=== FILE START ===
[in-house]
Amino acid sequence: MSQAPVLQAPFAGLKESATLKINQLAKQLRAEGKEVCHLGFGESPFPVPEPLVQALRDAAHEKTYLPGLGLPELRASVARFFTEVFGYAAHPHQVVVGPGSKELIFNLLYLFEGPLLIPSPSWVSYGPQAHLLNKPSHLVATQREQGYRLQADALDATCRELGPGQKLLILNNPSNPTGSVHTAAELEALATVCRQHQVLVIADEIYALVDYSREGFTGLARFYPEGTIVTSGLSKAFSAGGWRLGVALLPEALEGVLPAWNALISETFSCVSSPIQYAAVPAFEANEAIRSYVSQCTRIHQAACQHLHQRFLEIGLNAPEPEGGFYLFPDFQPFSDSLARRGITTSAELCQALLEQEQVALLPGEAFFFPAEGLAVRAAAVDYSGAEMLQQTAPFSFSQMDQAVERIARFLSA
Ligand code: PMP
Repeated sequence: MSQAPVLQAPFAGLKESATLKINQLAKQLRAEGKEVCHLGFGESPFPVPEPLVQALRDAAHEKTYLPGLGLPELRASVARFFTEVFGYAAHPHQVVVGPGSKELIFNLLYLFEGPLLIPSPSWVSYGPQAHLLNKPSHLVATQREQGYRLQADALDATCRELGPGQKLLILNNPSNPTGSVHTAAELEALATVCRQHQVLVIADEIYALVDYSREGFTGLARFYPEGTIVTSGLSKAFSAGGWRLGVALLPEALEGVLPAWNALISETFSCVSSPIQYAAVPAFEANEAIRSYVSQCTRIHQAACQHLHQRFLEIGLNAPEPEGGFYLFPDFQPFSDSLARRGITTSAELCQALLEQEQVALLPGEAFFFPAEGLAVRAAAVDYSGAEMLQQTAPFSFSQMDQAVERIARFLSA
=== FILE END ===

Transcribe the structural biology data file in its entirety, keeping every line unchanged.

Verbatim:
[in-house]
Amino acid sequence: MSQAPVLQAPFAGLKESATLKINQLAKQLRAEGKEVCHLGFGESPFPVPEPLVQALRDAAHEKTYLPGLGLPELRASVARFFTEVFGYAAHPHQVVVGPGSKELIFNLLYLFEGPLLIPSPSWVSYGPQAHLLNKPSHLVATQREQGYRLQADALDATCRELGPGQKLLILNNPSNPTGSVHTAAELEALATVCRQHQVLVIADEIYALVDYSREGFTGLARFYPEGTIVTSGLSKAFSAGGWRLGVALLPEALEGVLPAWNALISETFSCVSSPIQYAAVPAFEANEAIRSYVSQCTRIHQAACQHLHQRFLEIGLNAPEPEGGFYLFPDFQPFSDSLARRGITTSAELCQALLEQEQVALLPGEAFFFPAEGLAVRAAAVDYSGAEMLQQTAPFSFSQMDQAVERIARFLSA
Ligand code: PMP
Repeated sequence: MSQAPVLQAPFAGLKESATLKINQLAKQLRAEGKEVCHLGFGESPFPVPEPLVQALRDAAHEKTYLPGLGLPELRASVARFFTEVFGYAAHPHQVVVGPGSKELIFNLLYLFEGPLLIPSPSWVSYGPQAHLLNKPSHLVATQREQGYRLQADALDATCRELGPGQKLLILNNPSNPTGSVHTAAELEALATVCRQHQVLVIADEIYALVDYSREGFTGLARFYPEGTIVTSGLSKAFSAGGWRLGVALLPEALEGVLPAWNALISETFSCVSSPIQYAAVPAFEANEAIRSYVSQCTRIHQAACQHLHQRFLEIGLNAPEPEGGFYLFPDFQPFSDSLARRGITTSAELCQALLEQEQVALLPGEAFFFPAEGLAVRAAAVDYSGAEMLQQTAPFSFSQMDQAVERIARFLSA